World Rugby introduces optional law trials amid pandemic

Beth Newman Profile
by Beth Newman

World Rugby have released a set of optional laws aimed at reducing the risk of coronavirus when rugby gets back up and running.

Australia and New Zealand will be the first countries to have competitions going again, from July 13 and July 3, respectively.

One of the most-discussed proposals has been the abolition of the scrum reset, instead awarding an automatic free kick against the offending team.

Another is the introduction of an orange card, allowing referees to send players off for a high tackle but giving the TMO time to review the incident while they are in the bin.

If the incident is deemed a red card after 15 minutes on the bench, then they player remains off, but if not, they can return back to play.

All of the proposed trials are optional for national unions and Rugby Australia has not yet declared whether they will take up any of the laws.

Rugby Australia is also looking at law changes for its domestic competition to speed the game up, including introducing an official shot clock for scrums.

In a statement, World Rugby said it believed the measures could reduce contact risk for tight five players by more than 30 per cent, reduce ruck exposure by 25 per cent and reduce maul contact exposure by 50 per cent.

World Rugby chairman Bill Beaumont said any of the trials was entirely optional for unions.

“The health and wellbeing of the rugby family is paramount. We have extensively evaluated the perceived risk areas within the game in partnership with our unions," he said.

"This has enabled an evidence-based assessment of risk areas and playing positions, which led us to develop optional temporary law amendments, complementing the extensive return-to-play guidance we published earlier this month.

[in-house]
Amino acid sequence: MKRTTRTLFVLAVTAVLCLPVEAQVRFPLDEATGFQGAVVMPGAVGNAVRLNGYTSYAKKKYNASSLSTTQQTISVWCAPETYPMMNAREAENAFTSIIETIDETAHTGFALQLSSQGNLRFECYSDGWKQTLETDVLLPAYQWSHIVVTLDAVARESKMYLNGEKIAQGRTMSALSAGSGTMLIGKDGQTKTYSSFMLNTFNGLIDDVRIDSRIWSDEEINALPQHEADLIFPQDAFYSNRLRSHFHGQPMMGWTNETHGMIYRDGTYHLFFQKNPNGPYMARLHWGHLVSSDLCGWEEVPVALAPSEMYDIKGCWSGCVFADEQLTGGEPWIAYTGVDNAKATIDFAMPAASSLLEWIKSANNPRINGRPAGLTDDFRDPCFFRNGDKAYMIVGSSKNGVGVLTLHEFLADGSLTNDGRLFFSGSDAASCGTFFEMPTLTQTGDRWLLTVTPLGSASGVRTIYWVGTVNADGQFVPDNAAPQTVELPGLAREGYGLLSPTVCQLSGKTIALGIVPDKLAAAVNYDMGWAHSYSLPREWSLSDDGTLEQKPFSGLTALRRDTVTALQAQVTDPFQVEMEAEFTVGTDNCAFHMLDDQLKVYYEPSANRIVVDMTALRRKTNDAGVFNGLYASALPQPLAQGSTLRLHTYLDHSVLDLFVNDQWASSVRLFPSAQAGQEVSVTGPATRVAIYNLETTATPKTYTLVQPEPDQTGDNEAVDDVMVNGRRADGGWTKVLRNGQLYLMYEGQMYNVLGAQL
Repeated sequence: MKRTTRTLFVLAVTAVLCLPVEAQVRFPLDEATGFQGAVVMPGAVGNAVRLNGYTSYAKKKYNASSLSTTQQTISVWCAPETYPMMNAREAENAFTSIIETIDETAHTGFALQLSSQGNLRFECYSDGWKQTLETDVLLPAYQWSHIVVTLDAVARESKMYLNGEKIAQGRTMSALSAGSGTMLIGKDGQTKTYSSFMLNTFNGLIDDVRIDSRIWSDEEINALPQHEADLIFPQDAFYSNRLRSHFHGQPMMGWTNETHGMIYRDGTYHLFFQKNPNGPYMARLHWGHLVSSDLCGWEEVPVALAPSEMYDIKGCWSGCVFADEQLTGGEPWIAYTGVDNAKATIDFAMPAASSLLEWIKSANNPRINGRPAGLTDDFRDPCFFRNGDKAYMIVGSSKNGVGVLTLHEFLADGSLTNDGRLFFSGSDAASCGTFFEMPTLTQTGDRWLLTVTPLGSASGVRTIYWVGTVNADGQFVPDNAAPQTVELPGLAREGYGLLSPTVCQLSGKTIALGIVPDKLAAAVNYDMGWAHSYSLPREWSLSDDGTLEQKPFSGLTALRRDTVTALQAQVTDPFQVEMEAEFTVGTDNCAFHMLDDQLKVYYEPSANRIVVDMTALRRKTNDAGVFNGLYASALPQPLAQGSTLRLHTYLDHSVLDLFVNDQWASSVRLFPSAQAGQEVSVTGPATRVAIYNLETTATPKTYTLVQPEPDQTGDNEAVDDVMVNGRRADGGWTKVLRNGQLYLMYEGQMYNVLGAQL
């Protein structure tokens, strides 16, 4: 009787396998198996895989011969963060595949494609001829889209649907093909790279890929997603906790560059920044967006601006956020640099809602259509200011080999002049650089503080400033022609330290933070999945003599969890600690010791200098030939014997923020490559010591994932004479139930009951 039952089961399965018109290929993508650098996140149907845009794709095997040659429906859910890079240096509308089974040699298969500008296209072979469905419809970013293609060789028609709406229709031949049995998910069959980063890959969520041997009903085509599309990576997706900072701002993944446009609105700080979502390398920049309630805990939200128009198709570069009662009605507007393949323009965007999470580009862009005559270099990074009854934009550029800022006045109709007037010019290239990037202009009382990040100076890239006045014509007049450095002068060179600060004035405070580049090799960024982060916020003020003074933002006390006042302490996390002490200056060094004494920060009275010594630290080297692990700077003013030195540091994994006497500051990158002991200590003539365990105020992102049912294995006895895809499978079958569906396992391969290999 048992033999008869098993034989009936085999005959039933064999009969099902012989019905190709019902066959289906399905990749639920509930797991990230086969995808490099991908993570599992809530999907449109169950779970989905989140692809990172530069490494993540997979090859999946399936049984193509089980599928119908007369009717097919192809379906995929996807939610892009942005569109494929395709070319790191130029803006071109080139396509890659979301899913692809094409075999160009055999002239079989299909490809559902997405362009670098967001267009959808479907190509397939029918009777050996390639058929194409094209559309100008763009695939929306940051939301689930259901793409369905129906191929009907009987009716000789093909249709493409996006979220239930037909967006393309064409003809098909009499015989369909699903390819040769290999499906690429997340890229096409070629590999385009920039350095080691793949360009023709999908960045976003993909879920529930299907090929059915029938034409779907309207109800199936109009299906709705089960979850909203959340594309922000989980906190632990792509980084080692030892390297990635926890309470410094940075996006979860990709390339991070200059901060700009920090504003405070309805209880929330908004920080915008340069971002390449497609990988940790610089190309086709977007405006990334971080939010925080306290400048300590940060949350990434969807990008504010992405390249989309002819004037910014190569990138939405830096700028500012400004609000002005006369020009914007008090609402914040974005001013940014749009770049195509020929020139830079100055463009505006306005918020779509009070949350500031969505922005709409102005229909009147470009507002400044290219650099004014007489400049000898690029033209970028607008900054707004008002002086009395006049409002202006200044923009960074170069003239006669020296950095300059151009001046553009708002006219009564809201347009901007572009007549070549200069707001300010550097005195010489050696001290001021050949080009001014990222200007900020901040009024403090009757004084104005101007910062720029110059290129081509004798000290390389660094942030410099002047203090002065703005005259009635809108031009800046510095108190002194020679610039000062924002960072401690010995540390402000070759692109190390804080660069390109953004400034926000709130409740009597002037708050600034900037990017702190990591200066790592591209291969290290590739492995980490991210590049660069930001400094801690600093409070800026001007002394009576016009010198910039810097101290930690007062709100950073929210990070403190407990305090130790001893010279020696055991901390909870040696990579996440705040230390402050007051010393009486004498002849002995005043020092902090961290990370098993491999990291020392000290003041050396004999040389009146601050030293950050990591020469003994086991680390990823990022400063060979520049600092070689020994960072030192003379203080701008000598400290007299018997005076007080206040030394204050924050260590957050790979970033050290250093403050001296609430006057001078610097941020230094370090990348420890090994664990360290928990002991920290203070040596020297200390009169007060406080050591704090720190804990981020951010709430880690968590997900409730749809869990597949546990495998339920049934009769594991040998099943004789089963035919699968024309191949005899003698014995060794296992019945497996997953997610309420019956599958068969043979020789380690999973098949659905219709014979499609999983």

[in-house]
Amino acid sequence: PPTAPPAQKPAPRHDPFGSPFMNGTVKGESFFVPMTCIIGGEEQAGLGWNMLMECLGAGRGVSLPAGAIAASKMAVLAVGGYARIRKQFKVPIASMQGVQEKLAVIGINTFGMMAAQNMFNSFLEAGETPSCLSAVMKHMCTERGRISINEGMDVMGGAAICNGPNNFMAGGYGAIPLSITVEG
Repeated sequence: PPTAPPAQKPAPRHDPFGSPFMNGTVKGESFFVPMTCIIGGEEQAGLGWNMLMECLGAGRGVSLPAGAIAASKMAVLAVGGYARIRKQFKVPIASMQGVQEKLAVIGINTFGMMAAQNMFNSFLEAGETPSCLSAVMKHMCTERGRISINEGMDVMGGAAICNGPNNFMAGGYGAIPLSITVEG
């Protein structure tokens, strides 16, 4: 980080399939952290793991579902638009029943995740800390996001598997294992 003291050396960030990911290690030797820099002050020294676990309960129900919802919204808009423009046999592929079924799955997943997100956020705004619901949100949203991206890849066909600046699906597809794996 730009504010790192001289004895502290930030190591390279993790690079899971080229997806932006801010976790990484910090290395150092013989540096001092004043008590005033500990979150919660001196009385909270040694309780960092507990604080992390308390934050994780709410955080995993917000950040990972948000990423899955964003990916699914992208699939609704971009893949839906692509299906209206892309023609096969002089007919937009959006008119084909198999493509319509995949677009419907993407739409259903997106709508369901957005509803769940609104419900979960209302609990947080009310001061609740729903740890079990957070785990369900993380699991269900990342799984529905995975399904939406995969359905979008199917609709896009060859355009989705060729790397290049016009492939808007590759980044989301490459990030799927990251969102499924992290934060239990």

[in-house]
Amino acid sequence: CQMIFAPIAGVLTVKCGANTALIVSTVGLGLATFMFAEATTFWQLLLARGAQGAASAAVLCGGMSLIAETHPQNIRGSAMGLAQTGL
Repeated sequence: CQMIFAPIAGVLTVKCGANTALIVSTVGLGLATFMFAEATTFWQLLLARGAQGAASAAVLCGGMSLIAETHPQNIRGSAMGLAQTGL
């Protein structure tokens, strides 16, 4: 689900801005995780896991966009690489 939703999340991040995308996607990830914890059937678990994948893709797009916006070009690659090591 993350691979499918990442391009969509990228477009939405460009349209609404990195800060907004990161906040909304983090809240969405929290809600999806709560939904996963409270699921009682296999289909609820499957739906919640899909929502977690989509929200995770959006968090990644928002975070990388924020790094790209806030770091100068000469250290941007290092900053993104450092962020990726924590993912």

"Unions can apply to implement one or more of these amendments on a domestic basis according to the respective government directives relating to COVID-19. I would like to thank everyone for their full commitment to this process which will aid safe return to rugby activities at all levels.”


1. Remove reset scrum when no infringement occurs (e.g. collapse)

Sanction: Free kick to team who put the ball into the original scrum -

Rationale: Average 3.5 reset scrums per match – 30 per cent transmission risk reduction

2. Hookers must use a ‘brake foot’ to aid scrum stability

Sanction: Free kick

Rationale:  Increase stability on engagement to reduce scrum resets

3. No scrum option for a penalty or free kick

Rationale - 1.3 scrum penalties per match – two minutes reduction of close-proximity playing time

4. Goal line drop out when an attacker is held up in-goal or knocks on in-goal

Rationale 0.8 scrum fives per match - two minutes reduction of close-proximity playing time

5. Reinforce High Tackle Sanction Framework,  Introduction of Orange Card for Red Card high tackle offence

Sanction - Offending player removed and TMO/ Citing/ Hawkeye review incident. If deemed a Red Card offence, the player does not return, if Yellow Card or Penalty only, the player returns after 15 mins

Rationale - Change behaviour from higher-transmission risk upright tackles to lower-transmission risk lower tackles

6. Remove choke tackle and reward for defensive team

Sanction -  Choke tackle called as a tackle and teams must then present the ball and play

Rationale - 0.7 choke tackles per match of which 70 per cent become unplayable and 25 upright tackles per match.

Removal will ensure fewer players are involved in higher transmission risk activities.

7. Ruck “use it” duration time from 5 to 3 seconds

Sanction: Free kick

Rationale: 14 “use it” calls per match. Reduction of time permitted will reduce close-proximity contact time at the tackle/ruck by up to 25 per cent

8. No scrum for failure to “Use it” at scrum, ruck, or maul

Sanction: Free kick to non-offending team

Rationale: While rare, players will be encouraged to use the ball quicker, reducing close-proximity at base of the scrum

9. No one can join a maul if not in at the start

Sanction: Free kick

Rationale: 8.2 lineout mauls per match and 60 per cent of lineout mauls have all eight forwards involved. Capping the number who can join, caps the proximity risk

10. Only one forward movement at maul

Sanction: Free kick

Rationale: 9.3 mauls per match with an average of 12 seconds per movement. Reducing permitted forward movements to one, potentially halves total close-proximity time